Style with substance. It is surely the Holy Grail for most football coaches. They are independently hard enough to achieve – and one is sometimes forsaken for the other, so those who can find a way to combine them, particularly at the highest level, are rightly lauded.
It is early days in the Serie A season, but Napoli head-coach Maurizio Sarri appears tantalisingly close to producing that magic formula, that Eureka moment. Napoli have been playing some of the most attractive football in Europe for some time now, but there have been missing ingredients – factors that turn great entertainers in to winners.
Much of it is down to mentality, and for all their mesmerising football, Napoli have not had that crucial extra edge. The type of thing that for so long I’ve strongly associated with the current Italian champions, Juventus. That ability to win matches without playing well, a collective belief that they belong at the top, the confidence/arrogance of champions, a team-spirit and team ethic that bonds, inspires and roots out those who can’t or won’t buy in to it.
Whilst the season is long, and making predictions can be a mug’s game, I have to say I’m becoming more and more convinced that Napoli do now have those qualities, that they could be champions, that this could be the season they deliver a first Scudetto since Maradona and co in 1990. From the outside looking in I see a group of players who, as Lorenzo Insigne alluded to recently, are sick of playing well but ultimately falling short – they now want to be winners.
They are the first side in Serie A history to win the opening seven matches of the season with at least 25 goals scored – they are on a club-record run of 12 Serie A victories in a row, and are unbeaten in 19 top-flight matches, another club best. All impressive statistics which illustrate the level of consistency expected of champions, but these figures only tell part of the story. It is the manner and variety of Napoli’s performances that suggest to me that they are as close as this group has ever been under Sarri to delivering the Scudetto. Whether a side has the ability to win a demanding and competitive league championship is almost always better assessed by how they perform on an average day than a good one. I read more in to the 2-3 win at SPAL, than perhaps I do the 6-0 win over Benevento. To recover from a goal down against sides like Lazio and Atalanta also shows impressive resilience and character. Napoli are no longer just about blitzing teams, they can also show grit and determination.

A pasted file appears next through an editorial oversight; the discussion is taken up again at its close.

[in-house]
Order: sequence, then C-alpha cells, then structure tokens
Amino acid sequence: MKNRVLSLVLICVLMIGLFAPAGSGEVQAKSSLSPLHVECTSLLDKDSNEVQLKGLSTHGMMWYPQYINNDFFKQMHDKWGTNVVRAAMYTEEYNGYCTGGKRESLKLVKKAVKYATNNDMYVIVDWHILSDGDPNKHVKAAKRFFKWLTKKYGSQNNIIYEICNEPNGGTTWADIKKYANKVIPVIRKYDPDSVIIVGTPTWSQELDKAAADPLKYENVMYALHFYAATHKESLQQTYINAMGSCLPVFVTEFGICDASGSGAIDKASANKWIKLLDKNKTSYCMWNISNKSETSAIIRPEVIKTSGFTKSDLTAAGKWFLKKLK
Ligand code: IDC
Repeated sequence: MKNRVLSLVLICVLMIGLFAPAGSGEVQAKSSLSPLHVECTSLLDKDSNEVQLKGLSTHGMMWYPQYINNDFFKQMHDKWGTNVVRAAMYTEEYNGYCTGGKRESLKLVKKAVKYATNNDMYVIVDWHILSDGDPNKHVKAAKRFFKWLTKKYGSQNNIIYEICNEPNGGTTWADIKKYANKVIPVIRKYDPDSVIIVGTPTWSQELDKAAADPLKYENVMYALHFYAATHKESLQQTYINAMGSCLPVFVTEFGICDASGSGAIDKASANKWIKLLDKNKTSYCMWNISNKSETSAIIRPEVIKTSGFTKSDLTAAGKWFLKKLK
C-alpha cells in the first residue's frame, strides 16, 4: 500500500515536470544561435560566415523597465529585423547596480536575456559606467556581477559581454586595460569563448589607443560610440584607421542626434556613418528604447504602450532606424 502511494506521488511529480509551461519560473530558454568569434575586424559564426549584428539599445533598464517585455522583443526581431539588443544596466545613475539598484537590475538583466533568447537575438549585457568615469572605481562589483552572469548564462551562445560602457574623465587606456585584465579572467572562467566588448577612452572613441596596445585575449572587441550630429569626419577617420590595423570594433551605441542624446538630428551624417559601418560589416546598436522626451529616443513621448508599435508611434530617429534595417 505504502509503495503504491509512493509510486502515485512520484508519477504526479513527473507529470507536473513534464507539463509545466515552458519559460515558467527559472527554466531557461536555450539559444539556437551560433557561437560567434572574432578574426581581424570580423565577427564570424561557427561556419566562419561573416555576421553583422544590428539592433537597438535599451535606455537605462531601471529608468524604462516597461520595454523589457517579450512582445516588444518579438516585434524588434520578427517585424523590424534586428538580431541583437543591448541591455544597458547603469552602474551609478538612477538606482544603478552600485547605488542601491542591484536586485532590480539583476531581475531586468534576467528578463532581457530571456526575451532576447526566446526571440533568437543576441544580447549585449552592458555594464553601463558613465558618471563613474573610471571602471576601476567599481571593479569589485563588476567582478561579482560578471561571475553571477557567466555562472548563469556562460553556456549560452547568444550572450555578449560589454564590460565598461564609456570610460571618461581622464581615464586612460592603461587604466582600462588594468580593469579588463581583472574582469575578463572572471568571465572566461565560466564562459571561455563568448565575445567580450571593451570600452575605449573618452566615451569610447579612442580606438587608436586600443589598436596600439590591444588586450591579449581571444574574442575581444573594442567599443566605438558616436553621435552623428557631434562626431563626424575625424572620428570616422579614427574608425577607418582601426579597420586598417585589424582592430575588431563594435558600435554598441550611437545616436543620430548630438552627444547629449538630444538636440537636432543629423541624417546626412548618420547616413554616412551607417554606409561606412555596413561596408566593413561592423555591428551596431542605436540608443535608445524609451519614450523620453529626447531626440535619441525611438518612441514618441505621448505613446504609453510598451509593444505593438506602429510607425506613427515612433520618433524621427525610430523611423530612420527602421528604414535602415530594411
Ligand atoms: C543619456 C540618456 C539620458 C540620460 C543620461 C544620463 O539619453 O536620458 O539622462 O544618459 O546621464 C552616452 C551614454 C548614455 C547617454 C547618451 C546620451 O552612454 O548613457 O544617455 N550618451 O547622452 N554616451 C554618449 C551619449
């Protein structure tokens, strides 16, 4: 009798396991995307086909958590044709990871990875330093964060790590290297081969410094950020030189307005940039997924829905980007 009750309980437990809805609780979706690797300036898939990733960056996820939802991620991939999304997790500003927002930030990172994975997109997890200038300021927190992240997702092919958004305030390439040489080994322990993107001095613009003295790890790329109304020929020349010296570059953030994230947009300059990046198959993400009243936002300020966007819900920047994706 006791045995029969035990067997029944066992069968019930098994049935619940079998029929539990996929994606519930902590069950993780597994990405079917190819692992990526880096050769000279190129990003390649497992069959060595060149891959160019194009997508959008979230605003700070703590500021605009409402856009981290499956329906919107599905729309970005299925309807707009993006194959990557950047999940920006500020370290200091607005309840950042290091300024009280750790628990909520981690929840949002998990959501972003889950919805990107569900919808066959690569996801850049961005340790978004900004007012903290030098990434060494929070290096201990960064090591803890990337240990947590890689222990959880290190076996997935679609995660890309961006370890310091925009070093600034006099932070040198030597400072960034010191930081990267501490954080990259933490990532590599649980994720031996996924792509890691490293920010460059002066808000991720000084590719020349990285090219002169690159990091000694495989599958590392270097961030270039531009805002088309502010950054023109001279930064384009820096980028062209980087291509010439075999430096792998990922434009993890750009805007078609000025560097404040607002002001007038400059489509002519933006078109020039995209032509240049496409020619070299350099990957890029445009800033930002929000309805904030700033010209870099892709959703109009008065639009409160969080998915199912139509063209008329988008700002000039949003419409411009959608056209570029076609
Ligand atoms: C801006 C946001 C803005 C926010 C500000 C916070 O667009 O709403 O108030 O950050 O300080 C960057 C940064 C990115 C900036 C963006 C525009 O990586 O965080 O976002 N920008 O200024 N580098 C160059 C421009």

These qualities aren’t just stumbled over, they are honed and developed, and Maurizio Sarri’s hard work over the last few years is really paying off now. His influence on the side tactically and technically is clear for all to see. But what he now has is something all coaches must surely crave – continuity and consistency. Minimal changes over the summer, and star names tied down to long-term contracts – there is great familiarity amongst this group of players in terms of the coach’s demands, expectations and the style of play. They all get it, they all buy in to it, and it shows on the pitch.
All that said, the physical demands of Napoli’s intense style mean there’s always the risk of fatigue, particularly if Sarri continues to be reluctant to fully utilise the strength in depth that they’ve now amassed. How he rests and rotates going forward could be crucial in the title race – as will the performance level reached by the defending champions, who seem to have dipped slightly from the exceptionally high standards of last season. Even so, wrestling the Scudetto away from The Old Lady will require a tremendous effort, but there’s every possibility this could be the season where Neapolitan dreams come true, and style finally meets substance.